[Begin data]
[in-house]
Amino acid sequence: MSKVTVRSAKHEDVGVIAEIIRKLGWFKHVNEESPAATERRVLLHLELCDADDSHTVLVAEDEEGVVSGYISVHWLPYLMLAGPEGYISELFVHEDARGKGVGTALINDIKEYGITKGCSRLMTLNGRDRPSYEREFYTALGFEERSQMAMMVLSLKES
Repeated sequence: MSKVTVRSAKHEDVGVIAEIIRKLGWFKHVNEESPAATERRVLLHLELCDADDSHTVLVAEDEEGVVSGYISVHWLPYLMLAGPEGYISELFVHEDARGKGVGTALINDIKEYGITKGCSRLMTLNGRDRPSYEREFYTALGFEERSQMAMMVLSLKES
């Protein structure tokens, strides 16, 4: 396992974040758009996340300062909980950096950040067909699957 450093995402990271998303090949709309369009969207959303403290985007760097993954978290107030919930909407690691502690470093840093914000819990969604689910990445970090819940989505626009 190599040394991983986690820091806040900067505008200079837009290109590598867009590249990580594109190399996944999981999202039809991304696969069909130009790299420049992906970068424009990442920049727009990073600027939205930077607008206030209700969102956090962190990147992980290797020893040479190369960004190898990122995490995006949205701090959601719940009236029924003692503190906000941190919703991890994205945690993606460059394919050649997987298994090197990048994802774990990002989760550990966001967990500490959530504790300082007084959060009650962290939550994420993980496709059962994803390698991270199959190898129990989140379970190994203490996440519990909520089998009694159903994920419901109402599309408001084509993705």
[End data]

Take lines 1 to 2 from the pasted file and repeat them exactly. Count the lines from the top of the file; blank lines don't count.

[in-house]
Amino acid sequence: MSKVTVRSAKHEDVGVIAEIIRKLGWFKHVNEESPAATERRVLLHLELCDADDSHTVLVAEDEEGVVSGYISVHWLPYLMLAGPEGYISELFVHEDARGKGVGTALINDIKEYGITKGCSRLMTLNGRDRPSYEREFYTALGFEERSQMAMMVLSLKES